Case Competition 2023 Case 10 1st dorsal intermetacarpal artery flap (Foucher flap)
Authors: Andrea Wenger and Volker J. Schmidt, St. Gallen, Switzerland
Initially, the patient presented with a purulent tenosynovitis of the right thumb. Debridement was performed and antibiotics for streptococcus pyogenes administered. 3 weeks later we did another revision surgery because of infected necrose tissue at the pulp of the thumb and osteomyelitis of the terminal bone. After two more debridements this resulted in a soft tissue defect at the palm of the thumb. A gentamycin foam was placed inside the bone and iv antibiotics given although the bacterial cultures were negative.
Before and after
General medical history: 62 year old otherwise healthy male patient with no history of comorbidities (e.g. diabetes), no allergies, non-smoker, no regular intake of any medication Profession: self-employed caretaker, right-handed Right Hand: Skin defect at the palm of the thumb, 2 x 3 cm with exposed bone, FPL tendon, radial and ulnar nerve. EPL and FPL function intact, thumb warm and blood flow intact, 2 point discrimination at the radial side not measurable, 5mm at the ulnar side. X-ray showing signs of osteomyelitis, the IP joint intact
Since the patient was young, healthy, right-handed and a self-employed manual worker, the need of a mechanically robust pulp was the reconstructive goal and amputation at the IP level was no option. 2 flaps would be an appropriate choice for closing this defect: a first dorsal intermetacarpal artery flap or a sensory heterodigital island flap (e.g. ulnar pulp of the ringfinger). Our choice against the latter was due to the history of infection and osteomyelitis with potential risk for further complications and the defect presenting mainly at the radial and therefore the non-dominant part of the pulp in precision grip. The first dorsal intermetacarpal flap (commonly known as Foucher flap) has been initially described by Hilgenfeldt, was designed as a racquet flap by Holevich and modified as an island flap by Foucher. For safety considerations we decided to take a small skin overlying the pedicle and include as many subcutaneous veins as possible in the flap.
Step 1: Flap planning
The surgery is done under plexus block, the patient in a supine position with the shoulder abducted and placed on an arm table. The 1st dorsal intermetacarpal artery is marked by Doppler ultrasound, the flap on the dorsal aspect of the proximal phalanx of the 2nd finger is planned according to the size of the defect. Incisions shouldn’t be extended over mediolateral lines, PIP joint distally and MC joint proximally respectively. The skin overlying the pedicle is included in the flap and the defect later closed primarily.
Step 2: Planning the pivot point
Using a sterile gauze the expected length of the flap and the planned pivot point are again checked before skin incision.
Step 3: Flap rising at the index finger
Inflation of a tourniquet with 250mmHg, surgery is performed using magnifying glasses. Incision of the flap on the index finger and preparation of the subcutaneous tissue leaving the peritendineum of the extensor tendons intact. Include all the subcutaneous veins.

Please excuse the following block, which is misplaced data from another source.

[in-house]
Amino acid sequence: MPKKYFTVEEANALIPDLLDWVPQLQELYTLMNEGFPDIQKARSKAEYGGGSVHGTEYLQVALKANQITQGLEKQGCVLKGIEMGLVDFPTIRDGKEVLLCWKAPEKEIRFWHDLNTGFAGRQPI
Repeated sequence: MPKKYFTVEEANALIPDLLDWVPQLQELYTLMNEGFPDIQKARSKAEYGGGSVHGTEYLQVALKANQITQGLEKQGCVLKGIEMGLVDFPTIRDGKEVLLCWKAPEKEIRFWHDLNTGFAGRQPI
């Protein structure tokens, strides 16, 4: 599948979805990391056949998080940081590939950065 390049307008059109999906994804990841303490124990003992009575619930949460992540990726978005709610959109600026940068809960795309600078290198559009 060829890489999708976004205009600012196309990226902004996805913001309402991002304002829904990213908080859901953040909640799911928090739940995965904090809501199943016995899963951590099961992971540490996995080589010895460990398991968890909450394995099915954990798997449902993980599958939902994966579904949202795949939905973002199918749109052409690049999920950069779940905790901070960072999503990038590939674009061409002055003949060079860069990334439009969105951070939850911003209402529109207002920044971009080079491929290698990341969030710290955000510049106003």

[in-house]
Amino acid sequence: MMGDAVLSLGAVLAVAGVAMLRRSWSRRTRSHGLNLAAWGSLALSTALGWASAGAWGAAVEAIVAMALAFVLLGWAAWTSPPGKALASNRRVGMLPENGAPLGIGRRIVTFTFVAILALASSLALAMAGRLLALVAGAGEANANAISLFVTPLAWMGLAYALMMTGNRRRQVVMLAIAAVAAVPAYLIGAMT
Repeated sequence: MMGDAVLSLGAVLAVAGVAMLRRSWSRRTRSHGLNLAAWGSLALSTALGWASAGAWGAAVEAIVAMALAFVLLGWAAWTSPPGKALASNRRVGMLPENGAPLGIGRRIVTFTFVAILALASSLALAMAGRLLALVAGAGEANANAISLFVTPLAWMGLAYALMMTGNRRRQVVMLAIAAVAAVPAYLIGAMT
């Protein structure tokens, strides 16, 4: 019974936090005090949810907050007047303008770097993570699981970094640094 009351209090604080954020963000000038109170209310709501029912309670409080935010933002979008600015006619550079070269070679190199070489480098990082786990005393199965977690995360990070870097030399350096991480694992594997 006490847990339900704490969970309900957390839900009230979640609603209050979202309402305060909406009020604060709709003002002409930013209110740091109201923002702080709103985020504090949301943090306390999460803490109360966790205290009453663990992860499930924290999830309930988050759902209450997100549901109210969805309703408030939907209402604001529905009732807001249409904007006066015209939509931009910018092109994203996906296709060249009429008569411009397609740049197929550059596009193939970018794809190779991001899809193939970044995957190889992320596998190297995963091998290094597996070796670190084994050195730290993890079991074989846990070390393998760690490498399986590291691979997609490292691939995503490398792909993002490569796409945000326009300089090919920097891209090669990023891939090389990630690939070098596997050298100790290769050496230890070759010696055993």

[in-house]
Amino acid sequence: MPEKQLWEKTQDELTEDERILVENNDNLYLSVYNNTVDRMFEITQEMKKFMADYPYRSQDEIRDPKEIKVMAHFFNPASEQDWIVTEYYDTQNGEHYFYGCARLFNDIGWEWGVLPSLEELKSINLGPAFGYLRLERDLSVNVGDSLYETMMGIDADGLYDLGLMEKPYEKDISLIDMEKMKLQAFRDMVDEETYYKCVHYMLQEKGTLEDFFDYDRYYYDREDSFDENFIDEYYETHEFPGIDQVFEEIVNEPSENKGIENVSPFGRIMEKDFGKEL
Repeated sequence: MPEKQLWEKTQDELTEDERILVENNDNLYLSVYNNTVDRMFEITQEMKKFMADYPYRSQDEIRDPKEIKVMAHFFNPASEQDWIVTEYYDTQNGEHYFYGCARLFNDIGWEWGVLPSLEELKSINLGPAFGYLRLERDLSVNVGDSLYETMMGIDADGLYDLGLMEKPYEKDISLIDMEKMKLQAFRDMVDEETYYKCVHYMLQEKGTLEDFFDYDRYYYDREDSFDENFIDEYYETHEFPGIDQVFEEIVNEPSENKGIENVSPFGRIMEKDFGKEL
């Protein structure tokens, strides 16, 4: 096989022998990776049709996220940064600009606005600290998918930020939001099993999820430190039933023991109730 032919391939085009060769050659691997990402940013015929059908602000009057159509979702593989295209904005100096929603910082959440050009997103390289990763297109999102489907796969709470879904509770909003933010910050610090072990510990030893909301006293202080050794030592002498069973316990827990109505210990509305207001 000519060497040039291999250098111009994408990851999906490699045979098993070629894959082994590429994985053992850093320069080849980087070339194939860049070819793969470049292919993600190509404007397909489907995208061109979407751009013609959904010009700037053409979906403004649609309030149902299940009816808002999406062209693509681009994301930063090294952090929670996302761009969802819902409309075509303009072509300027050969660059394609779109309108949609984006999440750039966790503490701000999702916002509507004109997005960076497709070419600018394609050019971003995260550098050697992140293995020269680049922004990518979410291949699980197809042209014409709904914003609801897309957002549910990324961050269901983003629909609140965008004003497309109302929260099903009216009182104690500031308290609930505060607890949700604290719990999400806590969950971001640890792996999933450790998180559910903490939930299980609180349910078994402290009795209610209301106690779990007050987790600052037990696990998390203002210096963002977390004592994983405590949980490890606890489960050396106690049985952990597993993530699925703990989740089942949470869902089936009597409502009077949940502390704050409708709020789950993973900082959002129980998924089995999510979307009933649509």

Step 4: Flap rising at the MC level
At the level of the MC joint great care is taken to include the main vessel into the flap. For safety the tourniquet can be released occasionally to check the course of the artery via Doppler ultrasound. Deep arterial branches have to be ligated. Incision of the ulnar border of the skin bridge overlying the 1st dorsal intermetacarpal artery. Preparation is then continued to the pivot point in a deeper layer including the fascia of the 1st dorsal interosseous muscle into the flap.
Step 5: Rising of the flap on to the pivot point
At this point tunnelling of the skin would be possible if the flap were taken as an island flap without a skin bridge. For safety conditions we decided to advance the flap further with the radial border of the skin bridge is incised and preparation of the subcutaneous tissue is continued. Again, great care is taken to include as many veins as possible into the flap.
Step 6: Positioning and suturing of the flap, skin grafting the 2nd finger
The flap is then finally rotated from the dorsal aspect of the hand to the pulp of the thumb. In the mediolateral line we did a skin incision to position the flap and sutures are done with 4-0 Prolene. It is crucial to position the flap without tension in full extension and abduction of the thumb so that the maximum width of the fist commissure is preserved.
Step 7: Skin graft the index finger
The skin over the MC joint and metacarpal bone of the index finger is closed primarily. The defect on the dorsal aspect of the 2nd finger is covered with full thickness skin graft from the medial upper arm.
5 days bedrest, regular flap monitoring every 6 hours, no constrictive dressing Removal of the dressing over the skin graft on the 2nd finger after 5 days and starting with exercises and therapy with focus on the 2nd finger Removal of suture material after 14 days and wearing a compression glove for 3 months, wearing a C-splint for maximum abduction of the thumb during the nights for 3 months in case of contracture of the first web.
- Sensitive flap. Short immobilisation with good range of motion. Regional reconstruction of the tissue. Microsurgical experience is helpful. Preserve paratendineum at the donor site.
- Venous congestion – especially in cases of island flap design. (Partial) flap loss (
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